In the same week that AKB48‘s moneymen claimed victory in the amount of hype and advertising cash their well-greased PR machine could turn their “election” campaign into — comes a scandal that proves just how controlled and fake they are.
A minor member of the band, Rino Sashihara (b.1992), has sort-of admitted to the rumors started by a tabloid that she seduced one of her otaku fans.
Shock horror! A girl exploiting her fame to get some fun and pleasure for herself?!! Well, it’s okay if it’s men (unless you go as far as, say, Edison Chen), but with an idol, and especially for an otaku idol, it’s the ultimate taboo, up there with taking drugs.
We want these girls to be our sex objects for our masturbation pleasure. But we don’t want them to actually have sex lives themselves. No, that would be too feminist, of course. They must maintain that very, very fine balance between coy temptress and innocence. Step over the line and there’s no going back.
It’s not just otaku idols either. Why else do we hear nothing or almost next-to-nothing about the love lives of “pure” and kawaii models and actresses like Haruka Ayase, Yu Aoi and Mikako Tabe? Because their agencies keep it tightly under wraps and/or they order the girls not to have relationships at all!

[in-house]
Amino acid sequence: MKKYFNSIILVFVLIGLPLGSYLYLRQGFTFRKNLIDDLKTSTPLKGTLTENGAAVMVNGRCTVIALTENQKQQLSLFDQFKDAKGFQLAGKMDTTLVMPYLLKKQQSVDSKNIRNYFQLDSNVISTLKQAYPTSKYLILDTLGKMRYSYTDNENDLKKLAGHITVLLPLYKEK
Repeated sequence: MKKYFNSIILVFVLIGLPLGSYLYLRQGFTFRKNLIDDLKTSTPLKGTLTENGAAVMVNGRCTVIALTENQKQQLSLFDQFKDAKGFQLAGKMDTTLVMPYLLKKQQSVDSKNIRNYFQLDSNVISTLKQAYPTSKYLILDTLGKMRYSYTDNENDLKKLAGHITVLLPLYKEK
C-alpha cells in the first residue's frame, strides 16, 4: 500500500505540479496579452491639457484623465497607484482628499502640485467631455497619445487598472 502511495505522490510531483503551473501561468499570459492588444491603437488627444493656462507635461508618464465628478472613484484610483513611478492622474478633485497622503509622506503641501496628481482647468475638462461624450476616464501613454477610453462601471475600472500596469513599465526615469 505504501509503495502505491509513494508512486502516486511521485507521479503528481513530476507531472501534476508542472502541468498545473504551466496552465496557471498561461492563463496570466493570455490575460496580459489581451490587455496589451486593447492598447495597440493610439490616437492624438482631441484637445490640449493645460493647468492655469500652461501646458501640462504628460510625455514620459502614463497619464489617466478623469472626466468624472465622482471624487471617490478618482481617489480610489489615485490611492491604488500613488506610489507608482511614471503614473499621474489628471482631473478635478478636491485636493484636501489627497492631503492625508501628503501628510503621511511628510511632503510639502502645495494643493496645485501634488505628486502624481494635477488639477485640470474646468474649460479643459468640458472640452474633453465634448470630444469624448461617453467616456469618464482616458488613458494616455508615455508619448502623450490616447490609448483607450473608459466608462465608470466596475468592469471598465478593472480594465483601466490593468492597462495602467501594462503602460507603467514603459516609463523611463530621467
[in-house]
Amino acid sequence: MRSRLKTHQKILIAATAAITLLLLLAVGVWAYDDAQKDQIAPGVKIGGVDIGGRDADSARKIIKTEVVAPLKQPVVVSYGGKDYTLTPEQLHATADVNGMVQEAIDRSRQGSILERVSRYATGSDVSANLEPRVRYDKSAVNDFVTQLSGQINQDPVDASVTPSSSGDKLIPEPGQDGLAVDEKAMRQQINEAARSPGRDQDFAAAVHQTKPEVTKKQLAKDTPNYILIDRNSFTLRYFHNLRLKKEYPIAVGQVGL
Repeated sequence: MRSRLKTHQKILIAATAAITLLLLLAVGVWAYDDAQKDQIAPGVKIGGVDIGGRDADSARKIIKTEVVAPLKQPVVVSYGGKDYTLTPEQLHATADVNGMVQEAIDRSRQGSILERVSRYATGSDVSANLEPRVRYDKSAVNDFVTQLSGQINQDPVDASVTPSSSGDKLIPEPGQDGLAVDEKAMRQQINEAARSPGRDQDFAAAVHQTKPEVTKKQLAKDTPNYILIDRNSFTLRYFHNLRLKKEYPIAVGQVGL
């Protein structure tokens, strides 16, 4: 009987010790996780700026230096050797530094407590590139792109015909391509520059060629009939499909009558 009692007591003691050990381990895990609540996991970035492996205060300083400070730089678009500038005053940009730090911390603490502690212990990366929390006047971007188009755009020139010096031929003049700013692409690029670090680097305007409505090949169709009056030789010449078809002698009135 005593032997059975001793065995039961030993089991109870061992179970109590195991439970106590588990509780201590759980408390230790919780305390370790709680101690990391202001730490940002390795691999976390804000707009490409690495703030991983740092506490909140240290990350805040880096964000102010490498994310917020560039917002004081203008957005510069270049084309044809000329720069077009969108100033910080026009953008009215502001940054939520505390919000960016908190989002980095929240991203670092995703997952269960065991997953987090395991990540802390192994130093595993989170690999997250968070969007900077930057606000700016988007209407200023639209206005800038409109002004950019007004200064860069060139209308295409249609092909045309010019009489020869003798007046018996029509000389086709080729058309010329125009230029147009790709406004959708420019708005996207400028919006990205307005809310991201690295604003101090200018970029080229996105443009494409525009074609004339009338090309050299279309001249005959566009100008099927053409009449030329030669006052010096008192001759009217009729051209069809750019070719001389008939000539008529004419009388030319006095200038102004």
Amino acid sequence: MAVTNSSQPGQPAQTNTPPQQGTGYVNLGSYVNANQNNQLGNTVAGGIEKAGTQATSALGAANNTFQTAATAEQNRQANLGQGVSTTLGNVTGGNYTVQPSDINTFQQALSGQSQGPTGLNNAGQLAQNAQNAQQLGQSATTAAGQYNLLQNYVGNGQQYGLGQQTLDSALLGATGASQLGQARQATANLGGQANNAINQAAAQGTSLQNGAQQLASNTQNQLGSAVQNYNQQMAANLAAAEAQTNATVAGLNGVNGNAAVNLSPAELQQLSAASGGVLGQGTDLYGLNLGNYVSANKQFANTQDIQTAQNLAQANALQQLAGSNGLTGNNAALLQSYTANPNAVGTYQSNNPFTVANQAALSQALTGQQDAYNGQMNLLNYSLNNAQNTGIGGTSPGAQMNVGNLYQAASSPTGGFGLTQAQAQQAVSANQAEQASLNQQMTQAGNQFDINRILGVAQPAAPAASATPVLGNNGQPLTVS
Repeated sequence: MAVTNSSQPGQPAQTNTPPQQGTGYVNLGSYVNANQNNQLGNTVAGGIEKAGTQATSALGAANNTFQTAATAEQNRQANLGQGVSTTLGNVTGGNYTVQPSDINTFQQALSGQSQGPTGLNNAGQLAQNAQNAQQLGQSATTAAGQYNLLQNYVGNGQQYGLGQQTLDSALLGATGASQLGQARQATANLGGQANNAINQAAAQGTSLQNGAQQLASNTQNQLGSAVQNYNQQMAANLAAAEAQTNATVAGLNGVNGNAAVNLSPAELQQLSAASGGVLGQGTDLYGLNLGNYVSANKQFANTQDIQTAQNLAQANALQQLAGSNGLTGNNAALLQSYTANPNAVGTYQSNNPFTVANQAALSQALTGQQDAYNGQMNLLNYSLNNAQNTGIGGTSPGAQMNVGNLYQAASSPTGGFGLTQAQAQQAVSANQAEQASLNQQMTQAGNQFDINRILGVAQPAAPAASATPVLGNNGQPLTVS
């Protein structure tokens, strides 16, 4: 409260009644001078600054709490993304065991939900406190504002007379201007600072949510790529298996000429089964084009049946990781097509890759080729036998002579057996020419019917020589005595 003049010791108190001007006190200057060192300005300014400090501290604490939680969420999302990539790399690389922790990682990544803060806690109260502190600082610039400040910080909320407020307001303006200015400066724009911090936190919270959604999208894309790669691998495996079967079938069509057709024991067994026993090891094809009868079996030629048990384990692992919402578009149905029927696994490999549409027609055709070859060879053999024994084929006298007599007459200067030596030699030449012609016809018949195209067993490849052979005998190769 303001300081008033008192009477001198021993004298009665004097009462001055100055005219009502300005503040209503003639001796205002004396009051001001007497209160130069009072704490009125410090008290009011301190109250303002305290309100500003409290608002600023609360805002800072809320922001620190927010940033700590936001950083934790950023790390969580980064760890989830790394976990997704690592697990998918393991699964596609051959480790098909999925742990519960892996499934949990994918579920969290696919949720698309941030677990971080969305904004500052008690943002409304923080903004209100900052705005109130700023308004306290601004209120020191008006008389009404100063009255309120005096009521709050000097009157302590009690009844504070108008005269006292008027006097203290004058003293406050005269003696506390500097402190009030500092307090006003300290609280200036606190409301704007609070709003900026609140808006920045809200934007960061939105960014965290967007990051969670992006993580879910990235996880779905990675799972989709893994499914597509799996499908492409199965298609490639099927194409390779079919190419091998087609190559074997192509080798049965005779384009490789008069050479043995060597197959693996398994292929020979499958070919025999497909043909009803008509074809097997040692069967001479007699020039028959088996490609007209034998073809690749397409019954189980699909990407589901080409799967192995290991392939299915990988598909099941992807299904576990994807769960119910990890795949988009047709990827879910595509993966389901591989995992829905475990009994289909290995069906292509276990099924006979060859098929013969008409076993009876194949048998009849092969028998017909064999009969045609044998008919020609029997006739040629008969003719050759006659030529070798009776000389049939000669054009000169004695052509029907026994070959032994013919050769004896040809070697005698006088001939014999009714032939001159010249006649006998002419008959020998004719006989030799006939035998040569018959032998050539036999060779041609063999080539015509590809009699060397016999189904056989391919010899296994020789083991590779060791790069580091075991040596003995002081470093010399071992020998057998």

Rino is what you may call nikushoku, literally a carnivore, and one who likes to devour weaker men. Now she’s been banished to HKT48, one of the hydra-like zillions of spin-off groups, this one located in the far southern corner of Japan on Kyushu. It’s the equivalent of shimanagashi, when in the olden days troublesome samurai were sent to Sado Island.
Rino issued an apology on her blog for her immoral behavior and has said that all she can do is try her best in her new act. Her blog has attracted 17,000 comments of support.
This isn’t the first AKB scandal, of course.
Come on, let’s face it, AKB48 are essentially soft core porn stars in all but name.
Any look at their music videos, their puerile TV commercials, or the constant bikini photo shoots will tell you that straightaway (and the music at any rate cannot qualify as a melody by most standards).
Nothing wrong with that, of course — actually, there’s a lot right with it. But we shouldn’t be afraid to call it what it is. It makes us at TokyoKinky angry that the producers care more about money than humans, and that they have the hypocrisy to pretend there is something “moral” about their creation.
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